By JOE KAY
AP Sports Writer
CINCINNATI (AP) _ After leading most of the game, No. 22 Connecticut had a chance to finish off a big upset. The Huskies got a little too anxious.
They couldn’t figure out how to stop Sean Kilpatrick, either.
Kilpatrick had 26 points and 12 rebounds on Thursday night as No. 7 Cincinnati rallied for a 63-58 win, its 15th in a row. His two free throws in the closing seconds sent the Huskies (17-5, 5-4 American Athletic) to their second loss in eight games, both against ranked teams.
“They did whatever they wanted to do in the second half,” coach Kevin Ollie said.
The Bearcats (22-2, 11-0) trailed for most of the game, their first with a No. 7 ranking that is their highest in 10 years. A crowd of 12,432 _ their biggest of the season _ watched them win.
Cincinnati has won 18 straight at home, including all 16 this season. The Bearcats are off to their best start in 12 years.
“That’s what we’ve been hoping for,” Cincinnati forward Titus Rubles said. “It’s good to see the city excited for Cincinnati basketball again. We definitely enjoyed the crowd today. It was a big factor in helping us with our energy.”
Justin Jackson had six of his 15 points and blocked a shot during a 13-4 run that rallied Cincinnati midway through the second half. Jermaine Sanders’ two free throws with 18.5 seconds left gave Cincinnati a 61-58 lead.
UConn’s Niels Giffey missed a 3-point shot, and Kilpatrick got the rebound, was fouled and made both free throws.
“The mark of great players is that they rise to the occasion,” Cincinnati coach Mick Cronin said. “He has the ability to rise to the occasion.”
Shabazz Napier scored 16 points for the Huskies, who were playing their highest-ranked opponent this season. They are 2-2 against Top 25 teams, with wins over Florida and Memphis and losses to Louisville and Cincinnati.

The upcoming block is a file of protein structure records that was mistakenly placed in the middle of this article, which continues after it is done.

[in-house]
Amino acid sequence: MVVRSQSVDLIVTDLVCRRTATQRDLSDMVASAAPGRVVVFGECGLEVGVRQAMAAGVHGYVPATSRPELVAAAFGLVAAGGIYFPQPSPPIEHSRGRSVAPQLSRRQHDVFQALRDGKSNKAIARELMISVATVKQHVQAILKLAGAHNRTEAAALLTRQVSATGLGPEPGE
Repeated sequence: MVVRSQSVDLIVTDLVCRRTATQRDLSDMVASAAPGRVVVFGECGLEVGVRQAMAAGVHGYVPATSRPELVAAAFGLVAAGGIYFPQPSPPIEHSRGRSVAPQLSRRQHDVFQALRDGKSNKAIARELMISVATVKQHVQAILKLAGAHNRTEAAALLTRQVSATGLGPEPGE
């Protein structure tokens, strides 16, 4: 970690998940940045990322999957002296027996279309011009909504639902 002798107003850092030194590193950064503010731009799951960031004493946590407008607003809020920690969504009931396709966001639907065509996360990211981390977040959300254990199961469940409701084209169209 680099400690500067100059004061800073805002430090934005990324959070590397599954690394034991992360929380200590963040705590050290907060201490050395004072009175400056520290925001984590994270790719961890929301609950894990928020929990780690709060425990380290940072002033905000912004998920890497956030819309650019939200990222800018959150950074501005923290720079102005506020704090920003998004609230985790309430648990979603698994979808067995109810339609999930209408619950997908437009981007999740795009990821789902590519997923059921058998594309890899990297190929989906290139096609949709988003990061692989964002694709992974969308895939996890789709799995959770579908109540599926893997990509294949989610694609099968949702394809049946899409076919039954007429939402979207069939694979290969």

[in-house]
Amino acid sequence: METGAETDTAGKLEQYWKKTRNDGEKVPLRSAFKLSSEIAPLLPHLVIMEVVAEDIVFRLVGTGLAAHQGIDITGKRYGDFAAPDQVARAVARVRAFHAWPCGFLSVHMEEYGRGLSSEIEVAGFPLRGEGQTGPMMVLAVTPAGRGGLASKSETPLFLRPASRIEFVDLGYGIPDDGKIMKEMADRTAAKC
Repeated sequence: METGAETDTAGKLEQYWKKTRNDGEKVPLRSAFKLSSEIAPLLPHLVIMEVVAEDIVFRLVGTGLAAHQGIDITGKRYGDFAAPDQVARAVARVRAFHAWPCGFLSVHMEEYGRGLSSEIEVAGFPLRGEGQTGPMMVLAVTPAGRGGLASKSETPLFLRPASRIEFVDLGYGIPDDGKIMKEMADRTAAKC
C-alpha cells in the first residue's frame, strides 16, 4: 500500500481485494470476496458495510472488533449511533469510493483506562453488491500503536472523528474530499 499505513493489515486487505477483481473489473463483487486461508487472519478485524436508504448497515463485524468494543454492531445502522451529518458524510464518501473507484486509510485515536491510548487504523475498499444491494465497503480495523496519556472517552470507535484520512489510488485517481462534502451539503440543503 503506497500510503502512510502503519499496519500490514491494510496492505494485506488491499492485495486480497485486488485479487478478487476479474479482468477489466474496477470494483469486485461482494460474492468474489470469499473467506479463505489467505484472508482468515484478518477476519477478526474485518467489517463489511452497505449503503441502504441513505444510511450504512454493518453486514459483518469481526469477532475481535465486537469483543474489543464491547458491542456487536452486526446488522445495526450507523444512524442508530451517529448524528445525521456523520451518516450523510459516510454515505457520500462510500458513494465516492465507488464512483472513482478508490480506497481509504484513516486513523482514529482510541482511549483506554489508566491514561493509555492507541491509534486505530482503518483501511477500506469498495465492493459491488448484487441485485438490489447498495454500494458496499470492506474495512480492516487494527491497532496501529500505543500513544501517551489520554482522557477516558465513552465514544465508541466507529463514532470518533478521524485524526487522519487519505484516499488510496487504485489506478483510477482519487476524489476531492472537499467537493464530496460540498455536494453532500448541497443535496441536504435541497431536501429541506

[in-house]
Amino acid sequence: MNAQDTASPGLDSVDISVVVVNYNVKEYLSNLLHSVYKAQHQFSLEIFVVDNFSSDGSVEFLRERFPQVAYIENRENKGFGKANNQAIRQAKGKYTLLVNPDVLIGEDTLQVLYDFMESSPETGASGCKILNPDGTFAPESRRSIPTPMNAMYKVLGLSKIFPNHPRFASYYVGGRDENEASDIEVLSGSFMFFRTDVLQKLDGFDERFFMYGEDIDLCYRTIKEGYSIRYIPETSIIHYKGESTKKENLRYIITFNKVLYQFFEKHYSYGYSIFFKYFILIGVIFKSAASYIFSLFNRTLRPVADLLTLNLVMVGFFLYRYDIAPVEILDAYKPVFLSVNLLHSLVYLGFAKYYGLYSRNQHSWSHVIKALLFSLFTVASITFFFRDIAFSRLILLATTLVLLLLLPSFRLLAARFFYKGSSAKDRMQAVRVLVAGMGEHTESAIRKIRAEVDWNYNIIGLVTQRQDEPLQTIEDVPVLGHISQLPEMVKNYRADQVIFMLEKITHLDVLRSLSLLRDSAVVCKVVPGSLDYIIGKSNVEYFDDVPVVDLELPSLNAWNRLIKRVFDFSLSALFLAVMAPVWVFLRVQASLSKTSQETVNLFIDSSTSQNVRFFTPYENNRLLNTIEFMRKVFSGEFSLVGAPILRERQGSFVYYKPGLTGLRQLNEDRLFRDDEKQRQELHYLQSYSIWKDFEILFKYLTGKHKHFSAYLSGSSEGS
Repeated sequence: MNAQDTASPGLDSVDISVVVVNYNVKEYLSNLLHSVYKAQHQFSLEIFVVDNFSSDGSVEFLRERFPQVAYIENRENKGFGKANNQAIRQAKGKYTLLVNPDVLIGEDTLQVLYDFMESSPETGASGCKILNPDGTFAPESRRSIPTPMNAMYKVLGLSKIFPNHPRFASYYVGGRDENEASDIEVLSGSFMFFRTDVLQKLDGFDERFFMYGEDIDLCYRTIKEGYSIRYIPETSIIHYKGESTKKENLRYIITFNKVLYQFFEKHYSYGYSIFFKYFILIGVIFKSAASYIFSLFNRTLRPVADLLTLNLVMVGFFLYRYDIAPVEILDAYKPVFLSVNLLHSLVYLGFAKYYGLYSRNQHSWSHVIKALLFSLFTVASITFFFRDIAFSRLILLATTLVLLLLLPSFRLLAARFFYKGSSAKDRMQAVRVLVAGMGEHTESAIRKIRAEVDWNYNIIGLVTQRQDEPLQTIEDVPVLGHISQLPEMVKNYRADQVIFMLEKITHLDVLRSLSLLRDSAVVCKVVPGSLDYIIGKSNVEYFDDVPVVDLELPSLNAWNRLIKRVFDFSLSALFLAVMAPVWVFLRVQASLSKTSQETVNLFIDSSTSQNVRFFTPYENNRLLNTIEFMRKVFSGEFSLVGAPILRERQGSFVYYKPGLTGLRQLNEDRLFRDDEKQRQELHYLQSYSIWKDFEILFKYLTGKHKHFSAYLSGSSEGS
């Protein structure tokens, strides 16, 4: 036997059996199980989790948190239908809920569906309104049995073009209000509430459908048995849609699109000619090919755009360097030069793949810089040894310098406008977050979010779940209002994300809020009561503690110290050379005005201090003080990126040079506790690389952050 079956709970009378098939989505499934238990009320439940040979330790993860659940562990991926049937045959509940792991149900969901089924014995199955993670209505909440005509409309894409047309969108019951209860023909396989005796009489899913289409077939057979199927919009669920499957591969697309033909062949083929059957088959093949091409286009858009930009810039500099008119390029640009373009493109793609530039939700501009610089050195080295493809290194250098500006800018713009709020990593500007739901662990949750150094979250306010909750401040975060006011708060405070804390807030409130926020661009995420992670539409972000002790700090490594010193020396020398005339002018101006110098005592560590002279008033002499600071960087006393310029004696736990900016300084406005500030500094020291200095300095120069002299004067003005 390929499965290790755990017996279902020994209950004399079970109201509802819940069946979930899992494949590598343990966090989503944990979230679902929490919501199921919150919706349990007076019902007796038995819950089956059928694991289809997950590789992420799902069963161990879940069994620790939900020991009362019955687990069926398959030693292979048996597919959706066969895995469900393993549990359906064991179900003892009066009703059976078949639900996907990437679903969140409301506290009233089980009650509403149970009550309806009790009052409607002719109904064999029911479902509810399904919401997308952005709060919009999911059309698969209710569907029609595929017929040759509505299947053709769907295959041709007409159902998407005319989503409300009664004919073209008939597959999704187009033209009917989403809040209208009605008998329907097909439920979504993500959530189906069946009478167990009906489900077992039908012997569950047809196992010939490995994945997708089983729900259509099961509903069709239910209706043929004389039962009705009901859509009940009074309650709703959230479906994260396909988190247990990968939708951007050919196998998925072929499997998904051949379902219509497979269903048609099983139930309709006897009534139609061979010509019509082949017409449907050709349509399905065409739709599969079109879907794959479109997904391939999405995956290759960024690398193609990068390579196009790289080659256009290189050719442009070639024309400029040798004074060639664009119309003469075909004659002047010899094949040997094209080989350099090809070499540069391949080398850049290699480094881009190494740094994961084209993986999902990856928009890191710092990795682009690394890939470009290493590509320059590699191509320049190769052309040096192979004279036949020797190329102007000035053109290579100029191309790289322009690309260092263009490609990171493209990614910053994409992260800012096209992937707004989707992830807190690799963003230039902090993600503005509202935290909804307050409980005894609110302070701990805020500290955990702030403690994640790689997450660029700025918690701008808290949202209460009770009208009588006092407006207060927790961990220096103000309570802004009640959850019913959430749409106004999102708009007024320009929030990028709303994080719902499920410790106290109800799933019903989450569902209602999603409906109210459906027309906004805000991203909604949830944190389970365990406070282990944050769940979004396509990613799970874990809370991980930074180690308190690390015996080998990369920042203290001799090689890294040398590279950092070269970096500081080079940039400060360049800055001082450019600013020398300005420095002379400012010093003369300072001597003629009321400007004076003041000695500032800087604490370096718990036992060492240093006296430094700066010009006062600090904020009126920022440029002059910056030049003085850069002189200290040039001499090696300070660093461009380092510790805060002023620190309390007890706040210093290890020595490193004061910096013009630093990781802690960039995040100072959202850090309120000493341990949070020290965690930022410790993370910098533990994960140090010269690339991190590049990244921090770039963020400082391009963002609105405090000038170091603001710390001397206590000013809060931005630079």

Two hours before tip-off, Cincinnati introduced Mike Bohn as its next athletic director. His top priority: Get the Bearcats into a better conference. Cincinnati and Connecticut tried to move to the Atlantic Coast Conference, but were rebuffed. Instead, Louisville will move from the American Athletic into the ACC next season.
The game matched two of the AAC’s top guards. Kilpatrick leads the league at 19.4 points per game, while Napier averages 17.9 points and 6.0 rebounds. Shabazz got the better of it early. Kilpatrick, who played all 40 minutes, rallied the Bearcats at the end.
“Justin Jackson and Kilpatrick took over the game,” Ollie said. “It was a heck of a performance by (Kilpatrick). We couldn’t get him out of the game. They just took it to us in the second half.”
Napier went only 2 of 12 beyond the arc and missed a tough 3-point attempt that could have put the Huskies ahead with 30 seconds to go.
“We can’t shoot 30-footers, and hopefully he keeps learning,” Ollie said. “You have to get to the rim and put it on the ref in that situation. You have to make a pass.”
Connecticut led for all but 40 seconds in the first half with its guards darting through Cincinnati’s defense for layups and assists.
Ryan Boatright scored six consecutive points as UConn pulled ahead 21-15. He fell hard on his left shoulder while going for the ball and left the game grimacing. He returned a few minutes later and scored only three points the rest of the game.
Napier made a driving bank shot high off the backboard, then drove under the basket and passed outside to Giffey for a wide-open 3-pointer that built UConn’s lead to 26-18. Another 3 by Giffey gave the Huskies a 10-point lead.
The Huskies made four of their first six shots in the second half to hold the lead. Omar Calhoun’s baseline jumper put the Huskies ahead 42-34.
Jackson then led the Bearcats on the 13-4 run. He emphatically blocked a shot to set up a fast break that culminated in Kilpatrick’s dunk. Jackson picked up a loose ball on the Bearcats’ next possession and dunked, then followed with a driving bank shot for a 47-46 lead with 7:34 left.
Kilpatrick hit another 3 that started a six-point spurt and gave Cincinnati its biggest lead, 53-49. The Bearcats stayed ahead the rest of the way.
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